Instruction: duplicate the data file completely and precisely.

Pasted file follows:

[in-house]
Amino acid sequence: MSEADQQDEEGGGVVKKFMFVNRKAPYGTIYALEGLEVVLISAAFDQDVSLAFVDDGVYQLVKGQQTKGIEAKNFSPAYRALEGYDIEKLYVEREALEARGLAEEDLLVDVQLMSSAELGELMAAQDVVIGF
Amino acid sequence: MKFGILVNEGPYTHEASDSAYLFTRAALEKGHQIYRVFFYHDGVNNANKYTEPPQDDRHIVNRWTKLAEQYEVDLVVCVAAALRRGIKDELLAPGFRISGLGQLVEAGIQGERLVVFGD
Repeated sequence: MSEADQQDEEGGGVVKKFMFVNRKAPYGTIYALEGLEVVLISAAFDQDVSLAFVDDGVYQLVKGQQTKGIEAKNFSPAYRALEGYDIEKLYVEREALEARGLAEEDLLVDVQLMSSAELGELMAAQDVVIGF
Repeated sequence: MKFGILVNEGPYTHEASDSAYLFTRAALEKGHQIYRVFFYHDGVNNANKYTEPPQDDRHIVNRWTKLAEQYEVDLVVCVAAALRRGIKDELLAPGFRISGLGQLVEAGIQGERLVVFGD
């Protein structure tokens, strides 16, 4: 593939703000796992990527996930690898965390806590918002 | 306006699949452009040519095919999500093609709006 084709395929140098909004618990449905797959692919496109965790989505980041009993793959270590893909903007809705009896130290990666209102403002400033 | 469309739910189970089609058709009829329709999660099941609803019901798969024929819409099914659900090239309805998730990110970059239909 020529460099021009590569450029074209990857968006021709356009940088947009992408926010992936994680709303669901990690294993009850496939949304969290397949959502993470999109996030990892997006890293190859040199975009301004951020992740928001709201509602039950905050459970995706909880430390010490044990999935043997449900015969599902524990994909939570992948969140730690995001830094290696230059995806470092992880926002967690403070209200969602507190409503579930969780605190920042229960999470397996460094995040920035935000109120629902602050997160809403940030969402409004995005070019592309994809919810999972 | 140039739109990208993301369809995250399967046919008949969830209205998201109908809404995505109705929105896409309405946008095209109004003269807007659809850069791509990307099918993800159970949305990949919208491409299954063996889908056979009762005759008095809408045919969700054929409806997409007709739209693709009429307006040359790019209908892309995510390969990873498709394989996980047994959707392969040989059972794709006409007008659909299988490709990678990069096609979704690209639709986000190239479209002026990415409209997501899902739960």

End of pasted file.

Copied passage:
[in-house]
Amino acid sequence: MSEADQQDEEGGGVVKKFMFVNRKAPYGTIYALEGLEVVLISAAFDQDVSLAFVDDGVYQLVKGQQTKGIEAKNFSPAYRALEGYDIEKLYVEREALEARGLAEEDLLVDVQLMSSAELGELMAAQDVVIGF
Amino acid sequence: MKFGILVNEGPYTHEASDSAYLFTRAALEKGHQIYRVFFYHDGVNNANKYTEPPQDDRHIVNRWTKLAEQYEVDLVVCVAAALRRGIKDELLAPGFRISGLGQLVEAGIQGERLVVFGD
Repeated sequence: MSEADQQDEEGGGVVKKFMFVNRKAPYGTIYALEGLEVVLISAAFDQDVSLAFVDDGVYQLVKGQQTKGIEAKNFSPAYRALEGYDIEKLYVEREALEARGLAEEDLLVDVQLMSSAELGELMAAQDVVIGF
Repeated sequence: MKFGILVNEGPYTHEASDSAYLFTRAALEKGHQIYRVFFYHDGVNNANKYTEPPQDDRHIVNRWTKLAEQYEVDLVVCVAAALRRGIKDELLAPGFRISGLGQLVEAGIQGERLVVFGD
């Protein structure tokens, strides 16, 4: 593939703000796992990527996930690898965390806590918002 | 306006699949452009040519095919999500093609709006 084709395929140098909004618990449905797959692919496109965790989505980041009993793959270590893909903007809705009896130290990666209102403002400033 | 469309739910189970089609058709009829329709999660099941609803019901798969024929819409099914659900090239309805998730990110970059239909 020529460099021009590569450029074209990857968006021709356009940088947009992408926010992936994680709303669901990690294993009850496939949304969290397949959502993470999109996030990892997006890293190859040199975009301004951020992740928001709201509602039950905050459970995706909880430390010490044990999935043997449900015969599902524990994909939570992948969140730690995001830094290696230059995806470092992880926002967690403070209200969602507190409503579930969780605190920042229960999470397996460094995040920035935000109120629902602050997160809403940030969402409004995005070019592309994809919810999972 | 140039739109990208993301369809995250399967046919008949969830209205998201109908809404995505109705929105896409309405946008095209109004003269807007659809850069791509990307099918993800159970949305990949919208491409299954063996889908056979009762005759008095809408045919969700054929409806997409007709739209693709009429307006040359790019209908892309995510390969990873498709394989996980047994959707392969040989059972794709006409007008659909299988490709990678990069096609979704690209639709986000190239479209002026990415409209997501899902739960």